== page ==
[Positive tests for serum anti-endomysium antibodies (AEA) and anti-jejunal antibodies (JAB) and histopathological diagnosis of celiac disease in children].Vnitr Lek 2008; 54(1):25-30VL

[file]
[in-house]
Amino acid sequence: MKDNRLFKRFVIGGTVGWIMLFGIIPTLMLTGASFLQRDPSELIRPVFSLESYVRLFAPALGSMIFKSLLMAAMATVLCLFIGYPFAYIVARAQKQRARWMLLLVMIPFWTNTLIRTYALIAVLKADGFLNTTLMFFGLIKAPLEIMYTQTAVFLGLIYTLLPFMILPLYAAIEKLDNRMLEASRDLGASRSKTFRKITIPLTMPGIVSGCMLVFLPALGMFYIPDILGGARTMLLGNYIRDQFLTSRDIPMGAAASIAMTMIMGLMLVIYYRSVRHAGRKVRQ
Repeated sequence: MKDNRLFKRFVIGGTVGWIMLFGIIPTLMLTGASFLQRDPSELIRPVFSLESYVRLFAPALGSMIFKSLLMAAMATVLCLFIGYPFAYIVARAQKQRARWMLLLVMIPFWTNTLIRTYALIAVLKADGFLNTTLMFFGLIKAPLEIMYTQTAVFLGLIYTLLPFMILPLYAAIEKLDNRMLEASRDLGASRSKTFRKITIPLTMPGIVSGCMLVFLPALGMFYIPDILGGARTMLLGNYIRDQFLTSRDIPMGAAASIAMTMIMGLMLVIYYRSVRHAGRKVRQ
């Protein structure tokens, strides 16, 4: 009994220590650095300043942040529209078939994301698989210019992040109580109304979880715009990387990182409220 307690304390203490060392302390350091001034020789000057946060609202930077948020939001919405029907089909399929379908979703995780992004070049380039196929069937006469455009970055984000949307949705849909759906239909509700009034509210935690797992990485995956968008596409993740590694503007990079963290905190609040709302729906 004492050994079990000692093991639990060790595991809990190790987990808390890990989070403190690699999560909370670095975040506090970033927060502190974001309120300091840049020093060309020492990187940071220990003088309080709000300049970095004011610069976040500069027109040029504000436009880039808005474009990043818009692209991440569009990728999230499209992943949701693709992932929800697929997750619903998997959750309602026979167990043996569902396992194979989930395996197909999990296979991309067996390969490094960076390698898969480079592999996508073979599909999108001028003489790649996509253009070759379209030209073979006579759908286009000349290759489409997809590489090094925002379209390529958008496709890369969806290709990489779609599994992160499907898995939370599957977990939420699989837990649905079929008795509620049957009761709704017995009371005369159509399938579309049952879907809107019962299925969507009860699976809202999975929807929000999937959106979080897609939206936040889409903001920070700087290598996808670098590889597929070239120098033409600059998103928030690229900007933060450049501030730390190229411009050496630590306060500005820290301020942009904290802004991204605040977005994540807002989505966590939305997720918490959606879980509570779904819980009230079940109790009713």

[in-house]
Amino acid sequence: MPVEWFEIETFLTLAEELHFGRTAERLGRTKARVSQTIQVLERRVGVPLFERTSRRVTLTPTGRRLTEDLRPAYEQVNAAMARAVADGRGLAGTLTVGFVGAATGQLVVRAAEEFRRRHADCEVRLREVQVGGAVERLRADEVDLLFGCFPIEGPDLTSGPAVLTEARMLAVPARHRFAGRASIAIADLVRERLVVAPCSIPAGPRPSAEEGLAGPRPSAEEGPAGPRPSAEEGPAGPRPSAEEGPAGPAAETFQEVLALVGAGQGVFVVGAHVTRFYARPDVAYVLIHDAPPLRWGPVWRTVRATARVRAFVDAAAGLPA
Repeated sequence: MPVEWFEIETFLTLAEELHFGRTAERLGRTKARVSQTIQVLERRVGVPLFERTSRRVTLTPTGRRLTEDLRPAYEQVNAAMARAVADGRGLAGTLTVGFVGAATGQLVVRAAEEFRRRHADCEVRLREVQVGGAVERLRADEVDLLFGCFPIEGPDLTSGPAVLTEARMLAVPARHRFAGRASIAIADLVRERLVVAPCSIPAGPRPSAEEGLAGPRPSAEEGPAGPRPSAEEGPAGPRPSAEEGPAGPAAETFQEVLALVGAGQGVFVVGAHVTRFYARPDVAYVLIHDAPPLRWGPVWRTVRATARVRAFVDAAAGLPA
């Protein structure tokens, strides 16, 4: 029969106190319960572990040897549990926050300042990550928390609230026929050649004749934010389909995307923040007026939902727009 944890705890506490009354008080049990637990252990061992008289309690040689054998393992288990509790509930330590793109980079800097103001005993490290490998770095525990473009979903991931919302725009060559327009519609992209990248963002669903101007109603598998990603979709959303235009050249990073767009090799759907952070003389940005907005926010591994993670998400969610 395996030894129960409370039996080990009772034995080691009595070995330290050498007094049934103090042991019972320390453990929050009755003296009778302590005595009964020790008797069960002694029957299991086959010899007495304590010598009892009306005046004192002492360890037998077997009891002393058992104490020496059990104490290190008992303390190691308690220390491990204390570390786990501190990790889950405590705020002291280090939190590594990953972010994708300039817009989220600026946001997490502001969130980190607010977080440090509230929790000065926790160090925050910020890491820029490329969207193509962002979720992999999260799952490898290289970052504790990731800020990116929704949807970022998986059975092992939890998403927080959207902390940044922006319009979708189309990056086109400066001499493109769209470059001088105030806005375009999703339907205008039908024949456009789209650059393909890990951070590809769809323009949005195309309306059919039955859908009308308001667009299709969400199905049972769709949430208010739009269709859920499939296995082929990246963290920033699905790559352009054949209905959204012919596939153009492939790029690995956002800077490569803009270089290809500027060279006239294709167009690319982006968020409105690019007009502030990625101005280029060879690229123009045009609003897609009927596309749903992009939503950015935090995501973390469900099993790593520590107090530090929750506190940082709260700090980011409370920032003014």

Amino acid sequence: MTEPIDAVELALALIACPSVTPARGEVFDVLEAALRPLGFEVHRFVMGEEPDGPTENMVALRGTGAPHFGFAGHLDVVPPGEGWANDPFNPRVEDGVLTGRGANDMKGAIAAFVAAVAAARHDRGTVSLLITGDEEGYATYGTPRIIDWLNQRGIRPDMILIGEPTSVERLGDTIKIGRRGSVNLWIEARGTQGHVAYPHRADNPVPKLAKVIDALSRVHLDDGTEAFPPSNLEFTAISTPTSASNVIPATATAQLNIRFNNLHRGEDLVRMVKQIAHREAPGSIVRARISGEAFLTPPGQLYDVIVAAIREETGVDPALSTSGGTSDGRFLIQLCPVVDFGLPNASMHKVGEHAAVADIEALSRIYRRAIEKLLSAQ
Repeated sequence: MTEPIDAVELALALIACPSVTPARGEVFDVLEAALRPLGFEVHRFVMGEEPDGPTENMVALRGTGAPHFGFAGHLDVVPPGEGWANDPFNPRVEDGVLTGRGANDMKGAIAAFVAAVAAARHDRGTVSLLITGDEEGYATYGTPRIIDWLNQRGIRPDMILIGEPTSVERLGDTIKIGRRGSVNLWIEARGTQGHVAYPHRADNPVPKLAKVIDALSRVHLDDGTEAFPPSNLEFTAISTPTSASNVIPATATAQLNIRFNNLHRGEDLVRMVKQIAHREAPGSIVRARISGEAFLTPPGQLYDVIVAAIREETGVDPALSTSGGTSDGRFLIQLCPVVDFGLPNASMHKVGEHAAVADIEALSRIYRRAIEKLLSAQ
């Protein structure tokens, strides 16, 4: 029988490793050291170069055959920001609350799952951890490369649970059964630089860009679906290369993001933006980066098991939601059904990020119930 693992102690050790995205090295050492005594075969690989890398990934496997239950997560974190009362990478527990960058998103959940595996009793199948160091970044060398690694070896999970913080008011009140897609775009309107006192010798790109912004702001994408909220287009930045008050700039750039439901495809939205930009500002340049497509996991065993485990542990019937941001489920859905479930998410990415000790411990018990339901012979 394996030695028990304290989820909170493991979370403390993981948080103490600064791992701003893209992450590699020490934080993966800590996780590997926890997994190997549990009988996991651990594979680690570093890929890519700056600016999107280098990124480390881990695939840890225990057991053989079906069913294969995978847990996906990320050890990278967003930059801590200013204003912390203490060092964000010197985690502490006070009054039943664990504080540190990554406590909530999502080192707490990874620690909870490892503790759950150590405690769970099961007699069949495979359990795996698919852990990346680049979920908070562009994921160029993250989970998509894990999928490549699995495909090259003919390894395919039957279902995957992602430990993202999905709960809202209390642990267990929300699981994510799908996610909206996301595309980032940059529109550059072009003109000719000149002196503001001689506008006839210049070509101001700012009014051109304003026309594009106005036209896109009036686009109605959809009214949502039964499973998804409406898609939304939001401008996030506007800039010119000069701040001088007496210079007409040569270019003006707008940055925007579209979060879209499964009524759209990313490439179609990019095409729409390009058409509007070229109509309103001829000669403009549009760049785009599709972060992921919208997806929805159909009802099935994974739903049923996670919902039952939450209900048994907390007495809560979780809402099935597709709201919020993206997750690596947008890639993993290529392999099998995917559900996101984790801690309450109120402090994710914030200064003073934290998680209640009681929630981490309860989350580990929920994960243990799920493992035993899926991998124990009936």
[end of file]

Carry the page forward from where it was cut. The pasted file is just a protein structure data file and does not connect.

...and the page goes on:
Non-invasive examination methods are increasingly important in diagnosing celiac disease. New options for diagnosing celiac disease have been discovered in addition to the established biochemical, hematological and other methods as a result expansive progress ofclinical genetics and immunology. At the same time, detection of circulating auto-antibodies is becoming ever more frequent in clinical practice. As a result, many new, clinically highly heterogeneous cases of the disease have been diagnosed and consequently the prevalence of the disease in both child and adult population has grown. Detection of anti-endomysial antibodies (AEA), characteristic for their high sensitivity and specificity, plays an important role in diagnosing and monitoring celiac disease in pediatric practice. Nevertheless, histopathological diagnosis remains the critical tool for definitive diagnosis of the disease. The article refers to relations between the degree of positivity of AEA and JAB antibodies in the IgA class and the respective grade in the Marsh grading system. The objective of the study was to examine AEA and JAB antibodies and the histological picture of the duodenal mucosa in 20 children and adolescents with celiac disease aged from 2 to 18 years. The authors developed a semiquantitative scale of positivity of both the antibodies, which they compared trying to find a correlation between these and the histopathological picture of the duodenal mucosa. The authors point out the need of timely determination of AEA and t-TG (tissue transglutaminase) in patients whose anamnesis, clinical picture or laboratory results may be indicative of celiac disease.